Miss Bruce Putnam - Oregon Magazine, April 1922 WHC 2008.038.0020

Miss Bruce Putnam WHC 2008.038.0020

written by Perry Reigelman

article reprinted from the Oregon Magazine, April 1922

Dreamers, poets, and musicians have all been more or less misunderstood by the people with whom they live. They have incurred suspicion as masters of witchcraft, but the only witchcraft was the ability to translate to the senses of the work-a-day world the visions that came to their inspired souls. In the olden times, suspicion of witchcraft brought death by burning at the stake; today, suspicion of such witchcraft arouses interest, approbation, commendation.

It is possible in these days to go to interview witches concerning their witchcraft, so that the community may know there are some mortals still who have the distinction of supping with the gods. Such a witch of the craft of music is Miss Bruce Putnam, black haired niece of Mr. George Putnam, editor of the Evening Capital Journal, of Salem.

Miss Putnam has a heritage of the right of witchcraft. Her mother recently was an instructor in art at Mills College, and her father, at present is in Paris superintending the casting of bronzes of his sculptured works.

She looked on the world at the age of eight years and began to compose music for the piano. Now, she composes her own songs and plays them at concerts, and last year Dr. Enna, of the Oregon Composer’s Association, came to Salem, heard her work, and invited her to become a member of the association.

Recently, she collected the compositions she had written between the ages of eight and twelve years and set them down permanently. Now she has an enviable collection of songs, studies both light and heavy.

Life and movement of the springtime, color and atmosphere of autumn appeals to her imagination. She likes the contrasts of moods, of the light against the heavy. But the more serious themes attract her and arouse her interest. The lighter moods are for recreation, for the playtime. Her aspirations are for a symphonic style; and she has a decided taste for the operatic.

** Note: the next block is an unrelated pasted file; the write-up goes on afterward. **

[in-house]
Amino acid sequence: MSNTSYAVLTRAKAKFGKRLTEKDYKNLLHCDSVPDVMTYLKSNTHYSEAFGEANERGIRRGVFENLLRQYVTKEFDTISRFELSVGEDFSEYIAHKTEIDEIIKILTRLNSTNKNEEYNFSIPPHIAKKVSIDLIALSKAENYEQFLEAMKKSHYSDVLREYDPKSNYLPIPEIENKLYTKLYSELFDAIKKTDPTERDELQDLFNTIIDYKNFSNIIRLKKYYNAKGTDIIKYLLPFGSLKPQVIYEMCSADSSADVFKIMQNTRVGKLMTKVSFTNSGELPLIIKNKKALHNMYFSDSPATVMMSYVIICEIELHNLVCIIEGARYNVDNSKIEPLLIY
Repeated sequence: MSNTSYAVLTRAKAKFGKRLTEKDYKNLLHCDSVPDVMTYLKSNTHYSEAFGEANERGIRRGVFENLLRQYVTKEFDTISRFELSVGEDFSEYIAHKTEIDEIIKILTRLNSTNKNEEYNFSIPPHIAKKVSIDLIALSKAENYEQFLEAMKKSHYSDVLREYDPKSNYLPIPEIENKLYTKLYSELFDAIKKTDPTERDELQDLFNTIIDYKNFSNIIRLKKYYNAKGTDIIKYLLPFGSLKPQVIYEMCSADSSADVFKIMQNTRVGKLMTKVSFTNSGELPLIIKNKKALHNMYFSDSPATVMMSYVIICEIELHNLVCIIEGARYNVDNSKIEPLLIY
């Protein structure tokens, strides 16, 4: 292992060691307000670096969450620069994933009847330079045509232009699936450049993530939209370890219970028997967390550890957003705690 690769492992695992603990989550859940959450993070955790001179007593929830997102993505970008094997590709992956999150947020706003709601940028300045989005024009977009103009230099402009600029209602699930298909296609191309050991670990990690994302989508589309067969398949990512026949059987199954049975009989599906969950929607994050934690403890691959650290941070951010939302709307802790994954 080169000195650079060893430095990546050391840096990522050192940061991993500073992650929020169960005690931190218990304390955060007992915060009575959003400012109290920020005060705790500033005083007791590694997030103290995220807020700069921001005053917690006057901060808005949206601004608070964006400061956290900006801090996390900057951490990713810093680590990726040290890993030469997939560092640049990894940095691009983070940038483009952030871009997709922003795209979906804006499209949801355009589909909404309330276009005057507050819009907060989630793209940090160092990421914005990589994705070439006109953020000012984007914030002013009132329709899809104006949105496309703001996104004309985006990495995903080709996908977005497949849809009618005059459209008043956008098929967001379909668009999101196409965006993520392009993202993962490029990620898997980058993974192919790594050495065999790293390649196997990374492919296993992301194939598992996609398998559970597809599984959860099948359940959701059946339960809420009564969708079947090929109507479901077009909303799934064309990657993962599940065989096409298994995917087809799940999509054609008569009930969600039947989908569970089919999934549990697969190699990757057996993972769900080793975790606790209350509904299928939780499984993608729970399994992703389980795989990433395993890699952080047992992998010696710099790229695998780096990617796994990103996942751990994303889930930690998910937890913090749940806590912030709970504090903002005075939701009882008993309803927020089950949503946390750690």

One of her works, the orchestration of “The Butterfly,” was played at a recent concert in Salem, and was given commendation. Last year she wrote the words and music for the class song at Willamette University, which won first place in the Freshman Glee, being accorded high honors.

She was invited by the Portland Woman’s Club to give a recital, which was given on Friday, March 10, at which she played her own compositions. She also played her compositions at a luncheon of the Salem Rotary Club, and made a favorable impression.

“Echo,” words composed by Julia Knight, a friend of Miss Putnam, and a “Boating Song,” also composed by Miss Knight, were set to music by Miss Putnam and arranged for male voices. This is to be sung by the Apollo Club this spring.

Miss Putnam is not an ultra-modernist, yet she likes lively, descriptive music. She likes the modern but not the too modern. The impressionistic, the jazzy, is not approved by her. She likes the living quality that haunts and lingers in the memory, that finds a response in the heart.

Last year she wrote some thirty pieces and has made a little book of Mother Goose Melodies, with colored illustrations. Her serious works are written from some dominating theme; for contrast, she writes her lighter work from some catchy idea or title. In pieces that she dedicates to some person, she writes the music in the key of the person’s last name, which is a conceit for individuality. Studies in harmony, practicing on piano and cello, and composing fill her hours to overflowing.

Miss Putnam realizes the value of saying “the more haste the less speed,” and she is hurrying slowly. She feels that it is necessary to study, to think, and to work without ceasing until she obtains mastery over her subject matter before she publishes any work. She wants to be satisfied that it is good before she asks the world to pass judgment on it. She likes the cello because it gives a sense of melody needed for composition.

Miss Putnam realizes that she is still a student of a great art, but she feels that she has one prime qualification for success – imagination.